No-one likes general adverts, and ours hadn't been updated for ages, so we're having a clear-out and a change round to make the new ones useful to you. These new adverts bring in a small amount to help pay for the board and keep it free for you to use, so please do use them whenever you can, Let our links help you find great books on glass or a new piece for your collection. Thank you for supporting the Board.

Author Topic: Uranium Match Holder c. 1886, HEAD OF LION  (Read 351 times)

0 Members and 1 Guest are viewing this topic.

Offline mrvaselineglass

  • Author
  • Members
  • ***
  • Posts: 515
Uranium Match Holder c. 1886, HEAD OF LION
« on: February 16, 2011, 04:43:54 AM »
I might buy 6 -10 pieces of glass a year, but most of the time, they are pieces that for the right price, I will part with them.  However, maybe once a year, a piece comes along that defines the reason why I collect  -> "that rare piece that I have never heard of before".  This piece was recently for sale on  I did about 4 hours of digging through reference materials and looking everywhere I could for something that might give a lead as to who made it.  I finally found it in one of the back issues of PRESSGLAS-KORRESPONDENZ.  The issue had an original catalog page from Bayel & Clairey, France, 1886.  Bayel merged with Clairey in 1881 and the catalog page had novelty toothpick holders and match holders on it.  This piece is called HEAD OF LION and it is 3 1/4" tall.  The top rim still has sharp edges left from the removal of the plunger.  The top rim was never fired to smooth it down.  You can see the roughness on the rim in the photo.  It is just as it left the factory.  This piece is very dense for it's size, the plunger did not go down very far, and it also has a heavy lead content.  There are 3 lions on the circumference of the piece, with a draped ribbon that separates the 3 heads.  I have a big soft spot for Victorian novelties and to find an unknown piece on ebay when the auction started and to figure out who made it before the auction ended is just one of those things we all live for!  I just wanted to share this very cool piece!  What was even more fun is that on that catalog page, there were other toothpick holders and I emailed the catalog page to a friend, and he called me right back to tell me he had another piece on the page.  He bought the toothpick holder 5 years ago and had never figured out who made it.  So, we both ended up with a win!

Mr. Vaseline Glass

Support the Glass Message Board by finding a book via

Offline Lustrousstone

  • Members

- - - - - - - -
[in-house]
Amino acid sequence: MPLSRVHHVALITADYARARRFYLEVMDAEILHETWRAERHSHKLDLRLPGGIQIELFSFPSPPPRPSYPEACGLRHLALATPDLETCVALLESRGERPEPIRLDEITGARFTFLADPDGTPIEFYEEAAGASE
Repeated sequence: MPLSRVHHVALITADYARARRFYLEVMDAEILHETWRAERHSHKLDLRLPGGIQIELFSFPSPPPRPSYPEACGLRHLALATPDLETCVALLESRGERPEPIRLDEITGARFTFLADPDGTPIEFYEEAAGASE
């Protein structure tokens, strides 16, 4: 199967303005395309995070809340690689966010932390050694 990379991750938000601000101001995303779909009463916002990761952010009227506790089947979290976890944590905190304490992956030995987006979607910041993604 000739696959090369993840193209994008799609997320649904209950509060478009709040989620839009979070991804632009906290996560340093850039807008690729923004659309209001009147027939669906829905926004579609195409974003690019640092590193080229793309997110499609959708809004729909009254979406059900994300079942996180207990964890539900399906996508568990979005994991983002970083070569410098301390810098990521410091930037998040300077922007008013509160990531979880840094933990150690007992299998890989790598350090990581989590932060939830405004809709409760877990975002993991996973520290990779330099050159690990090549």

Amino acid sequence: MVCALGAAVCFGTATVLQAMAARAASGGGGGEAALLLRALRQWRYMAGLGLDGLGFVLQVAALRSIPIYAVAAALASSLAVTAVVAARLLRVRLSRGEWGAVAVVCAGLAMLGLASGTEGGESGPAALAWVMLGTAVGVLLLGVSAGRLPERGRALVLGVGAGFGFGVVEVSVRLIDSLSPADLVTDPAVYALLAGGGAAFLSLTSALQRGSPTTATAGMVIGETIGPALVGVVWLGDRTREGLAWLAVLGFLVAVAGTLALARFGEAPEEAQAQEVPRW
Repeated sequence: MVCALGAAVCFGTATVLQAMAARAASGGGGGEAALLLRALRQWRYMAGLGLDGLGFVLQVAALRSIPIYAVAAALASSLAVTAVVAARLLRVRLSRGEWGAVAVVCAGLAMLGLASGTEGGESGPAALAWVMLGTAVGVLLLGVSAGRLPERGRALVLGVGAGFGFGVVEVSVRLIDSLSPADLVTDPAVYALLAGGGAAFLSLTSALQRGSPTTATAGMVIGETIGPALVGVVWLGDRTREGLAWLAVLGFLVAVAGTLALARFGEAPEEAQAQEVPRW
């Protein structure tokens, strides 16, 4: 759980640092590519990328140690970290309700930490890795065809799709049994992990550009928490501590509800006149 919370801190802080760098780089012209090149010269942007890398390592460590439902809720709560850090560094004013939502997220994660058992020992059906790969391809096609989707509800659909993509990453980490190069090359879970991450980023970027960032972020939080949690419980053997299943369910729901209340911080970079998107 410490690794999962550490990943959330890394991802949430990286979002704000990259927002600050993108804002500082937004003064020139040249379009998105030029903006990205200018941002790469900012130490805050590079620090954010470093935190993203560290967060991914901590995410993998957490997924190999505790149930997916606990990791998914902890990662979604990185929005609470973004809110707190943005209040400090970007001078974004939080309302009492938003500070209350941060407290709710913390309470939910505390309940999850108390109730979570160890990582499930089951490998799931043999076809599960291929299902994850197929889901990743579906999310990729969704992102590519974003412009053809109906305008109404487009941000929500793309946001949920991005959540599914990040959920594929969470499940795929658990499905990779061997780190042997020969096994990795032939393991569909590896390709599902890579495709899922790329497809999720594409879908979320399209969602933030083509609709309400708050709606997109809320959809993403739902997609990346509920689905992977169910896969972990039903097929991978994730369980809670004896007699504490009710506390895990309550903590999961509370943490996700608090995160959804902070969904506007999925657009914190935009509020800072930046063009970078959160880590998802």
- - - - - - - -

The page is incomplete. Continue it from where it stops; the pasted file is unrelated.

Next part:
• **
  • Posts: 12863
  • Gender: Female
    • Warrington, UK
    • My Gallery
Re: Uranium Match Holder c. 1886, HEAD OF LION
« Reply #1 on: February 16, 2011, 07:31:14 AM »
Well done and good work Dave  :clap: :clap: :mrgreen:

Support the Glass Message Board by finding glass through

Offline jsmeasell

  • Author
  • Members
  • ***
  • Posts: 247
Re: Uranium Match Holder c. 1886, HEAD OF LION
« Reply #2 on: February 17, 2011, 07:01:48 PM »
Very attractive item and good detective work on its attribution.

That excess glass at the top is what we call "press up." It results when glass is forced upwards by the plunger and pushes the mould ring upwards a bit. It's hard to gather and drop just the perfect amount, especially for a small item like toothpick or s/p shaker. Incidentally, when similar excess glass is found along the vertical mould joint marks, we call that "press out" (I've heard collectors call this "fins" in England). Press out happens when mould joints get a bit loose over time and use.

I suspect this item was intended to be "pressed to shape" during production and sent right to the lehr, not to be fire polished. To do so, you'd need to snap it up, and the subsequent warming-in at a glory hole would likely melt over pattern detail and/or burn out some color. The excess glass is best removed in cold metal operations by an abrasive belt or cone. At the time an item like this was being made, press out and press up didn't not seem to be a concern, as I've seen many pieces with one or both! 

James Measell, Historian
Fenton Art Glass Co.

Support the Glass Message Board by finding a book via


SMF spam blocked by CleanTalk
Look for glass on
Visit the Glass Encyclopedia
link to glass encyclopedia
Look for glass on (us)
Visit the Online Glass Museum
link to glass museum

This website is provided by Angela Bowey, PO Box 113, Paihia 0247, New Zealand